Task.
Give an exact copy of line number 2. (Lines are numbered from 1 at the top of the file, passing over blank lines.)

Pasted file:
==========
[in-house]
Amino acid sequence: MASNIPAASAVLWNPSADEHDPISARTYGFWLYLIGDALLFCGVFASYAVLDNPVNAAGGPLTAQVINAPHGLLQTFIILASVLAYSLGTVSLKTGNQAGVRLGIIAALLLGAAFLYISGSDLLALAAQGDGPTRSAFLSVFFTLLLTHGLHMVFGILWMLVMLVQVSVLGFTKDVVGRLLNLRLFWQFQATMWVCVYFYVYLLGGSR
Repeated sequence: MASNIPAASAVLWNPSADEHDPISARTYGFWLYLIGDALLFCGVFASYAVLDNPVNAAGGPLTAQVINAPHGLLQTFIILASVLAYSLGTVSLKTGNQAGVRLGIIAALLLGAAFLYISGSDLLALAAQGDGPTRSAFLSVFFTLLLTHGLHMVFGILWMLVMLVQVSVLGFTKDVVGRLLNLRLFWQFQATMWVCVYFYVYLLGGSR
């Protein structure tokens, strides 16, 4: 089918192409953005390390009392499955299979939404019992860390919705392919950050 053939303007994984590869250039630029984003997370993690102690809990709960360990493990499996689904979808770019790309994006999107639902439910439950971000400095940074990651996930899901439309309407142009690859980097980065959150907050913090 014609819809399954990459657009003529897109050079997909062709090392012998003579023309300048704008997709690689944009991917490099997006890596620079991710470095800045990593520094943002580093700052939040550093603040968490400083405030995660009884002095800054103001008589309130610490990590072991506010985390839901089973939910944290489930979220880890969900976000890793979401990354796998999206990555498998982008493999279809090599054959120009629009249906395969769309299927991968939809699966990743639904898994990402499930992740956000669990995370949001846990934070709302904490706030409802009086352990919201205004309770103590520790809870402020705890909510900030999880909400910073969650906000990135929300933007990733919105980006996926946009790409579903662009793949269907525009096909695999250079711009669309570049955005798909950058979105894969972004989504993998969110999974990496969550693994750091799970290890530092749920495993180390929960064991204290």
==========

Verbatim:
Amino acid sequence: MASNIPAASAVLWNPSADEHDPISARTYGFWLYLIGDALLFCGVFASYAVLDNPVNAAGGPLTAQVINAPHGLLQTFIILASVLAYSLGTVSLKTGNQAGVRLGIIAALLLGAAFLYISGSDLLALAAQGDGPTRSAFLSVFFTLLLTHGLHMVFGILWMLVMLVQVSVLGFTKDVVGRLLNLRLFWQFQATMWVCVYFYVYLLGGSR